PRO TIP: When you are on reception duty for the day, it’s important to check the hostel email and booking system regularly for last-minute online bookings. This way, you don’t get caught unaware when guests show up and you haven’t prepared a room for them, because they booked an hour ago online and you didn’t notice! Guests may be tired, and will likely be annoyed at the appearance of unprofessionalism, even if it was a simple mistake. It’s best to avoid this altogether and be as prepared as possible!
5. The typical Reception schedule
Every hostel has a slightly different division of shifts, but I'll describe how the one's I volunteered at worked.
The check-out shifts were from 8 am to 10 am, during which I would start the laundry, tidy the kitchen, and make the list of rooms and beds to clean and prepare.
I'd start folding the laundry in my free time, but spent lots of time rotating between tasks to keep on top of them all.
The cleaning shift would run from 10 am to 12:30 or 1 pm, the cleaning shift would run, and then there would be free time for all the staff in the afternoon before check-in time from 4 pm to 9 pm.
If we were on evening reception, we'd be responsible for staying in the hostel with the pager and phone to check people in, and for keeping the kitchen tidy as guests cooked meals.
It was fairly light work, but sometimes guests would call in to tell us they'd be late - meaning we would need to stay up to receive them.
In our free time, we were able to read a book or do whatever we needed to do, as long as we were paying attention to the needs of guests.
Now, let’s talk about the most challenging aspect of reception work: the customer service.
6. What you need to know about customer service
While talking to people and helping them during their stay can be the best part of your job, any receptionist will also tell you that it is the hardest, too.
When people are traveling, they can often be tired, frightened, uncomfortable, or frustrated - and this can make anyone difficult to deal with.
Keep in mind that people from different cultures handle things in different ways, and that any frustration a guest expresses to you is probably not personal or meant to hurt you!
While you can try your hardest to please people, you won’t be able to please everyone or solve every problem. Many things will be out of your control, so keep in mind that even when a guest comes across as rude, you should refrain from returning the same behavior. If a guest is being unsafe and affecting the stay of other guests, let your manager know so they can take care of it!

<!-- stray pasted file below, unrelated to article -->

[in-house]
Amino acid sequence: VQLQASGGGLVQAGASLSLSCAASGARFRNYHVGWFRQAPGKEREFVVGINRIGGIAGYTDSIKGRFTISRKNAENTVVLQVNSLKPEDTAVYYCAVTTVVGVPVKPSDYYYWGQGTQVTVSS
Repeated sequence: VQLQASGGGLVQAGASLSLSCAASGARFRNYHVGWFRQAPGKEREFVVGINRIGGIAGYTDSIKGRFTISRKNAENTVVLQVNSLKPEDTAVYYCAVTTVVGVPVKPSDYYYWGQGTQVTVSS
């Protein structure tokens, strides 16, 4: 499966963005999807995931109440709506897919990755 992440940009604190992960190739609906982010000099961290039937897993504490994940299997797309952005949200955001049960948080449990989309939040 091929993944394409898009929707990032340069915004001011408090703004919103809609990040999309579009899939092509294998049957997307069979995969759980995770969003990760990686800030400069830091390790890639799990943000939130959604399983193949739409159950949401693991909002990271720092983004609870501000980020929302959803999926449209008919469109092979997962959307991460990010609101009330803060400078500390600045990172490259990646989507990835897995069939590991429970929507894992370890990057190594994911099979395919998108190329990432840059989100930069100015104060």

If a guest is checking in and you are concerned about their behavior, or if something feels off, it’s important to talk to your manager before checking them in or making a booking for them. This will keep you and the rest of your guests safe.
PRO TIP: When dealing with a difficult situation, remember to take deep breaths, stay calm, and be professional. To diffuse a tense situation or an angry guest, follow these steps: apologize for the situation, acknowledge their feelings, tell them what’s going on, and end with what you can do to resolve the issue. Sometimes, the guest will be unreasonable, and your manager may have to take action. Just remember to keep perspective: if you can see the humor in the situation, you will always be less stressed… And it will make a good story one day!
To be prepared, ask your manager how to handle situations like this before they happen, so that everything goes more smoothly when situations do arise! Most managers will not expect you to handle things like this.
While it can present many challenges and stretch your skills beyond belief, volunteering as a receptionist in a hostel is an amazing opportunity for any traveler: you will enjoy the variety in your duties, strengthen your customer service and communication skills, and meet amazing people from all over the world!
I loved my volunteer positions, and the things I learned from them will stay with me for the rest of my life.
I’m so thankful that I decided to take a risk and apply to some hostels through Worldpackers. It’s more than a little life-changing, so if you think this might be the job for you, I encourage you to take this opportunity.
Thanks for reading, and I hope this article has encouraged you and prepared you for your very own experience!